Literacy Retreat 2015
Achieving Complex Thinking During Reading
Webb’s Depth of Knowledge (1997) is broken into four categories. Each of the four levels reflects a different degree of cognitive expectation, or depth of knowledge, required to complete a task.
- Download a single-page document that shows how the DOK levels align to the reading standards and the three phases of close reading.
Chart Sense is a fabulous new resource of reading mini-lessons organized by the standards and each lesson includes a suggested anchor chart.
- Readers use the words and details from the text to make inferences. Teach students to collect words about what the text SAYS in order to figure out what it MEANS.
- Create your own Evidence sort activity using this editable format in Word.
- Use these templates to support students in finding author evidence.
From Glenda Ferguson, fourth grade teacher at Burris Elementary (Mitchell, IN)
“I just finished two days of using the Author’s Evidence lesson plus the evidence bags from the Literacy Conference. Our reading theme was ‘teamwork,’ the target skill was drawing conclusions, and we read several passages. We took the quote from Helen Keller: ‘Alone we can do so little; together we can do so much.’
I typed up dialogue and page numbers from the characters in the texts and cut them into strips. Groups of students had several lines of dialogue from one of the characters plus the “Finding Author Evidence” handout (which is so great, by the way) to record the page number, evidence, and explanation of evidence. We had such great discussions about: Was there enough evidence from the character’s dialogue to proof the quote? We also noticed how the author wrote the dialogue for some of the characters in a ‘non-teamwork’ manner. Thanks again for creating practical and meaningful lessons for my classroom!”
- [Grades 5-12] Present a variety of evidence gathered through reading and research. This should come in the form of quantitative and qualitative data.
- For additional resources and strategies tied to citing textual evidence–check out the archived articles in our Idea Library. The most relevant include:
- Constructed responses require textual evidence.
- Motivate students to flip/scroll back through the text to find evidence.
- Brief constructed responses include an inference supported by textual evidence.
- The Yes MA’AM strategy can be adapted to fit the requirements of an extended reading response, as well.
- Reveal the five steps to paraphrasing an author’s idea.
- Return to anticipation guides used before reading and assess what details in the text confirmed or contradicted their initial choices.
- Retell the actions of a single character in order. Then ask Who am I?
- Track Character Evolution throughout the text. Here are examples for Mean Jean from The Recess Queen and Vashti from The Dot.
- Track how inviduals/events/ideas interact with each other with the Interaction Tracker. (There is a two-layer and a three-layer version.) Here’s an example of a HS social studies version that tracked simultaneous events happening in the same time period during the Viet Nam War.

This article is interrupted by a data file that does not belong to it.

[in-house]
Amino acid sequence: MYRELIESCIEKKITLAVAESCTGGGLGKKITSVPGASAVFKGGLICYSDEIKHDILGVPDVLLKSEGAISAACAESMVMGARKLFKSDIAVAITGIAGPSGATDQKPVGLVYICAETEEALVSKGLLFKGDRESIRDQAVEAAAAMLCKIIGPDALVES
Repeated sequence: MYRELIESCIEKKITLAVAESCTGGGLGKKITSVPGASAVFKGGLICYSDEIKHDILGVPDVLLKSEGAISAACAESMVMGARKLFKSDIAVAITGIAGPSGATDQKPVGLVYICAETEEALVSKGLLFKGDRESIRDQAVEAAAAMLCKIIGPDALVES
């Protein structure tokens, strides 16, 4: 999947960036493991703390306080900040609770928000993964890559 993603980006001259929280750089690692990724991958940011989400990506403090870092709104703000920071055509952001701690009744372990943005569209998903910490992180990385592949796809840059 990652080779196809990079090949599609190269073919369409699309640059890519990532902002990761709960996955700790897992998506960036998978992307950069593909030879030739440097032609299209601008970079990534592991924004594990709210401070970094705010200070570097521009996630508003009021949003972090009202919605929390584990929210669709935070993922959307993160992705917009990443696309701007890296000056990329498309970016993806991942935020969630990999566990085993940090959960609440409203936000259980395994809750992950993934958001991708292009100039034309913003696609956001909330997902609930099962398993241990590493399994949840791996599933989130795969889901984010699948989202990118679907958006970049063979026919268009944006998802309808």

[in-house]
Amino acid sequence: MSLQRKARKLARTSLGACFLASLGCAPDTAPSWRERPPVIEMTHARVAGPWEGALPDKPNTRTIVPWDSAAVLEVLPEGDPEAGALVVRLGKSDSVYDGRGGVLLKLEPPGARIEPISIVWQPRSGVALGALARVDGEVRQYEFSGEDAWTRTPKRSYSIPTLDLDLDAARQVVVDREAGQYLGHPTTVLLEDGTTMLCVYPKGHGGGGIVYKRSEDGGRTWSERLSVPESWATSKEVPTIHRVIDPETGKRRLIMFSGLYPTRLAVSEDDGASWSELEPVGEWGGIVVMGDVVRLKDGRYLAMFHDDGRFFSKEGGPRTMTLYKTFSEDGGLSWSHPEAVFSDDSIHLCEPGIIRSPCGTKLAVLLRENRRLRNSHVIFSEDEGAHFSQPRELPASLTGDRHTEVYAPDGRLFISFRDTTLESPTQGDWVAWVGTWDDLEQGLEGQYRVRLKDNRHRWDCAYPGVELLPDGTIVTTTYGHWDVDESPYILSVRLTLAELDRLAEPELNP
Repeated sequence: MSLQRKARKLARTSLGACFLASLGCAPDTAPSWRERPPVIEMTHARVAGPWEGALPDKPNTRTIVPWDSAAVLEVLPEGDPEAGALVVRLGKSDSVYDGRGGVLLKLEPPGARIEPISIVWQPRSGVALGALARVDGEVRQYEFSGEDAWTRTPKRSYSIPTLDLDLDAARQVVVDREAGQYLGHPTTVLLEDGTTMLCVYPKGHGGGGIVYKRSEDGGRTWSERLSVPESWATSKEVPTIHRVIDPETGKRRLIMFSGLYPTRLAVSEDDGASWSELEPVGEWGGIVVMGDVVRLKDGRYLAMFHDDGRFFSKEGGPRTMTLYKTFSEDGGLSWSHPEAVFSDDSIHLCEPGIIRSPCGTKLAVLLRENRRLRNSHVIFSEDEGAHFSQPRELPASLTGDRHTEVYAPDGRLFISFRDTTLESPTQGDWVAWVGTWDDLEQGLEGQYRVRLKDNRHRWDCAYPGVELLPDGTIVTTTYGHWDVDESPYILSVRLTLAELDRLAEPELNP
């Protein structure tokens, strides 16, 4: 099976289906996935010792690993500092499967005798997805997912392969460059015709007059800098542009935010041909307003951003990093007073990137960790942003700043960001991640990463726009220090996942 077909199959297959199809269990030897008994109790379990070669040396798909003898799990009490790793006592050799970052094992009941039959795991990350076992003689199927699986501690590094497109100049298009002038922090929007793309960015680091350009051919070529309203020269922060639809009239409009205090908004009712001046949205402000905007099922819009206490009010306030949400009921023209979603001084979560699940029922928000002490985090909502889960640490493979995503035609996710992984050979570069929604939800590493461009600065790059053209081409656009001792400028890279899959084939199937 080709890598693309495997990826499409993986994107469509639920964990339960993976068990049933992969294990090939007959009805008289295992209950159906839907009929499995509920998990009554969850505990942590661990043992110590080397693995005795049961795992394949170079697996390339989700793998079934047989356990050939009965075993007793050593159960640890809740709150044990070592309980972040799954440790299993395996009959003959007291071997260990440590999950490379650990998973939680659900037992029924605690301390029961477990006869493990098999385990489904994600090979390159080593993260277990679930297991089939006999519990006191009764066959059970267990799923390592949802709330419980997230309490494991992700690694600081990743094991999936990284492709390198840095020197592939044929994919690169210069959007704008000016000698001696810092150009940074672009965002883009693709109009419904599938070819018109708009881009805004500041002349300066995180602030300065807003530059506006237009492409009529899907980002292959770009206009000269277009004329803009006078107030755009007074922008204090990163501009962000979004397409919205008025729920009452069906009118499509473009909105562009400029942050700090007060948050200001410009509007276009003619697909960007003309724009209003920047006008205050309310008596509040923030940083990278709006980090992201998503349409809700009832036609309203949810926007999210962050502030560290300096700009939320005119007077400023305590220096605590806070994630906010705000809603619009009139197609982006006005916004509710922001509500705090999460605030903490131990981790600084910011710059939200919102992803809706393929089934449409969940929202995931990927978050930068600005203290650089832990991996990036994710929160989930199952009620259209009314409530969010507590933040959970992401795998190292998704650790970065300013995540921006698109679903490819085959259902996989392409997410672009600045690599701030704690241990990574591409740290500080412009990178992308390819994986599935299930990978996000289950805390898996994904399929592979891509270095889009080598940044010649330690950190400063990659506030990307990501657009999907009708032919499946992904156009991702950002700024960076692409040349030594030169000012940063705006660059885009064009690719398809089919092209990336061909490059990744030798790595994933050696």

- For additional resources and strategies tied to tracking interactions across a text–check out the archived articles in our Idea Library. The most relevant include:
- WHO, WHAT, WHERE, WHEN, & WHY: When there are numerous names, dates, and places to sort through, the 5 Ws template can be helpful for nutshell summaries (e.g., significant explorers). For those with interactive whiteboards, here are Notebook versions appropriate for informational text and literature.
- RELATIONSHIPS: After tracking the 5 Ws of a section in the text, have them determine the connection between the previous section and the next one using this template. (Here is an example based on a textbook chapter on the Middle Colonies.)
- DIGITAL TIMELINES: Using the myHistro website (or the app), you can combine maps and timelines seamlessly into one great presentation. What a great way for students to mash-up text, video, and photos. (Numerous examples are available on the website.)
- Define key terms students will need to work with this standard— author, illustrator, perspective, point of view, purpose.
- Watch a video of Kristina explaining the subtle, but significant differences among these terms.
- Students first create character avatars (a digital representation of a character) using Voki. With the avatar built, students then record themselves speaking as if they were the character, from his perspective, sharing insights and drawing conclusions about various episodes within the text. Check out this link to several student projects. Simply join Voki Classroom and manage multiple classes, create Voki assignments for students, as well as publish.
- Students note specific reasons and evidence while regarding multiple sides of an issue.
- For additional resources and strategies tied to purpose, perspective and POV–check
out the archived
articles in our Idea Library. The most relevant include: